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Research Methods Information : Writing a Literature Review

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Selected Books on Analytical/Critical Thinking

Writing Tip: More Than Content


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Don't Just Review for Content!

While conducting a review of the literature, maximize the time you devote to writing this part of your paper by thinking broadly about what you should be looking for and evaluating. Review not just what scholars are saying, but how are they saying it. Some questions to ask:

  • How are they organizing their ideas?
  • What methods have they used to study the problem?
  • What theories have been used to explain, predict, or understand their research problem?
  • What sources have they cited to support of their conclusions?
  • How have they used non-textual elements [e.g., charts, graphs, figures, etc.] to illustrate key points?

When you begin to write your literature review section, you'll be glad you dug deeper into how the research was constructed because it lays a foundation for  developing more substantial analysis and interpretation of the research problem.


Hart, Chris. Doing a Literature Review: Releasing the Social Science Research Imagination. Thousand Oaks, CA: Sage Publications, 1998.


By Dr. Robert Labaree of the University of Southern California Libraries and used with his generous permission.

 

What is Critical Thinking?


thoughtful person


Critical thinking "is defined as reasonable, reflective, responsible, and skillful thinking that is focused on deciding what to believe or do. Critical thinking is analytical thinking. This type of thinking takes problems apart radically and down to their roots, in order to solve the problems.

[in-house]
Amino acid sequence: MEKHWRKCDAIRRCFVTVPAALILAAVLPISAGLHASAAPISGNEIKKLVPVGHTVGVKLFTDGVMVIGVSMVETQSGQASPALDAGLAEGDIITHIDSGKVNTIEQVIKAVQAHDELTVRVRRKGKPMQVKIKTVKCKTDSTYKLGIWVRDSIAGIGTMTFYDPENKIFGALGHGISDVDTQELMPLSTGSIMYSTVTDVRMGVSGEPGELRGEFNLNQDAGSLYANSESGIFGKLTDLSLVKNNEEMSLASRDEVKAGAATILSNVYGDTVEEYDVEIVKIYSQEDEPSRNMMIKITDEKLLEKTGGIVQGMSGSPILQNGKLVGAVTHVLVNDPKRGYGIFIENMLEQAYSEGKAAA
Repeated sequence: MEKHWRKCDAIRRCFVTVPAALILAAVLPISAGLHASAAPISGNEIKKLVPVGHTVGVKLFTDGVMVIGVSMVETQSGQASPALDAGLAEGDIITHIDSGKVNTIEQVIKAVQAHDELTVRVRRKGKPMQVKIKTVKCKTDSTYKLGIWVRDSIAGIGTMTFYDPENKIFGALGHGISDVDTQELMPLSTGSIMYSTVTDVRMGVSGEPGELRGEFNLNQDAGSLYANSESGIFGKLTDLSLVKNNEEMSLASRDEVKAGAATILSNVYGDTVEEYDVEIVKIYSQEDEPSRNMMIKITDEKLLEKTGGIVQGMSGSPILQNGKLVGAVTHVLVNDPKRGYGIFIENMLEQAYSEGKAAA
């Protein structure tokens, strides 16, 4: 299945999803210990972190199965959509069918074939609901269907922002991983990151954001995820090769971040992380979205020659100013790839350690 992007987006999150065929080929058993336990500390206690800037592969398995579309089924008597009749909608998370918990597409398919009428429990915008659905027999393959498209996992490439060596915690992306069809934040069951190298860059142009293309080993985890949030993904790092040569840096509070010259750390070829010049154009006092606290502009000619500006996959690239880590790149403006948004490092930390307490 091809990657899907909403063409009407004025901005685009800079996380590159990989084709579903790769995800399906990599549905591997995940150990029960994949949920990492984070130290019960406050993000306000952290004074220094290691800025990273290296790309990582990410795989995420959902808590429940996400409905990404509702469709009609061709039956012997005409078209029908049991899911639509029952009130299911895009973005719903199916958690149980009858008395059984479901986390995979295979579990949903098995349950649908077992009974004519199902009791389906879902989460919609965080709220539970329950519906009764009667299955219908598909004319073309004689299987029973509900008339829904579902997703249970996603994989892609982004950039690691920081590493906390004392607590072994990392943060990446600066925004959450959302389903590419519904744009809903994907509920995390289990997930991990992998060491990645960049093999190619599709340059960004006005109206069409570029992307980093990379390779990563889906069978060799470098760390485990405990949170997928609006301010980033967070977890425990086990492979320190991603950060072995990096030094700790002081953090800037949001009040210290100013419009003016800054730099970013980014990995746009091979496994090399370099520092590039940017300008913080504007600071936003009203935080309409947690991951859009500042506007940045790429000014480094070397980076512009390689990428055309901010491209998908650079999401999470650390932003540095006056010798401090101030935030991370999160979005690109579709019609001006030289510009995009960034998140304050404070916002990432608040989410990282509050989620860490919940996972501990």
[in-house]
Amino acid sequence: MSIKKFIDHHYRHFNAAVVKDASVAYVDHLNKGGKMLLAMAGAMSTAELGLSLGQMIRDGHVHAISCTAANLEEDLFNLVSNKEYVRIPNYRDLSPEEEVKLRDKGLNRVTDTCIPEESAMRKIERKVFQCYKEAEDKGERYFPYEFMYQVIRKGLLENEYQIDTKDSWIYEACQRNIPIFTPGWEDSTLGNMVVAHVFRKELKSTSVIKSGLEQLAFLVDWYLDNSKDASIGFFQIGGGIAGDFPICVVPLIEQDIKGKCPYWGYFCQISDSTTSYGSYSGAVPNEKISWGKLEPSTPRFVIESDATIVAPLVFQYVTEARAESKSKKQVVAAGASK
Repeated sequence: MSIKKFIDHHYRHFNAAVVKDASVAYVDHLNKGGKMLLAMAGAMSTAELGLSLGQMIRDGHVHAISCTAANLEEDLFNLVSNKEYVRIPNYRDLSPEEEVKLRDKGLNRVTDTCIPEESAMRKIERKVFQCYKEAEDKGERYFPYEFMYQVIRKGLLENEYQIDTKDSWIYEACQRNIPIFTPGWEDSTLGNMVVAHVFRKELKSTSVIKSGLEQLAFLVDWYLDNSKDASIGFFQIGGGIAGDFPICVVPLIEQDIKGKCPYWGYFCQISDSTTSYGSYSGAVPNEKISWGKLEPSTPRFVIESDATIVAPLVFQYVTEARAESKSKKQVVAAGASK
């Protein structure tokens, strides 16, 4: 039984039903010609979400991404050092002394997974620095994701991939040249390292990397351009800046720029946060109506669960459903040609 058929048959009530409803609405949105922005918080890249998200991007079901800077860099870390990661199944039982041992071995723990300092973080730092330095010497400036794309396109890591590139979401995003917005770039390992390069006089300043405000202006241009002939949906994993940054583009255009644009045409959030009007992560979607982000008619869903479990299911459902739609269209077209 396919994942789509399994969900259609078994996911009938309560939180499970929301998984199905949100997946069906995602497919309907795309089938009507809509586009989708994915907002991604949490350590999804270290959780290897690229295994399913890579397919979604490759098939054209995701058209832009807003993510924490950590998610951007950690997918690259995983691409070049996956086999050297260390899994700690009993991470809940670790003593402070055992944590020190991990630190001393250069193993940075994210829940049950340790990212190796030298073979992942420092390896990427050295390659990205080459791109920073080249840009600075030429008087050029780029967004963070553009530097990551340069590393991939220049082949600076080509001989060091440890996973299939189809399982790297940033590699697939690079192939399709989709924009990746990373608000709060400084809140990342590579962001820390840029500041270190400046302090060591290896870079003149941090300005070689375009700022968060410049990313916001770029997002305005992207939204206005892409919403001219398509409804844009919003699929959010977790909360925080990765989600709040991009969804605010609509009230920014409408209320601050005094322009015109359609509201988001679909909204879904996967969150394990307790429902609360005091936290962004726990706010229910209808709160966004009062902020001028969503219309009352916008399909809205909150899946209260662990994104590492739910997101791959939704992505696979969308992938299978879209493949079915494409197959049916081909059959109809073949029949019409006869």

But critical thinking is also defined as practicing the detachment and distancing to question the conventional wisdom -- and even negatively as debunking for the sake of one-upmanship.

A person who thinks critically can ask appropriate questions, gather relevant information, efficiently and creatively sort through this information, reason logically from this information, and come to reliable and trustworthy conclusions about the world that enable one to live and act successfully in it."


From Santa Rosa Junior College. The page from which this quotation is taken includes some useful commentary on the

  • Attributes of a critical thinker.
  • Three levels of thought.
  • Stages of critical thinking development.
  • The problem of egocentric thinking.
  • The problem of sociocentric thinking.
  • Critical thinking in the workplace.
  • How do cognitive scientists define critical thinking?
  • Test of your critical thinking skills.

VIDEO: How To Read a Scholarly Journal Article


A well-presented and easy-to-follow discussion.

Published on August 21, 2012 by the Kishwaukee College Library | Runtime: 5:11 min.


For more tutorials on reading scholarly research see this page on this guide:
How to Read Research Literature | Text & Video Tutorials

Writing a Literature Review | Resources

A literature review provides your reader with an overview of sources on a particular topic.  In research, the purpose of a literature review is to demonstrate how your topic of investigation fits into the larger field of study.

These non-APUS links provide useful information on researching and writing a successful literature review.

VIDEO: Writing the Literature Review, Part 1


San Jose King Library video title screen

The San Jose State University Library provides an excellent overview for the kind of literature review you need to write for the thesis/capstone paper. They have relocated the video to their own website. In addition to the video, a transcript has been provided.  Here is the link to video.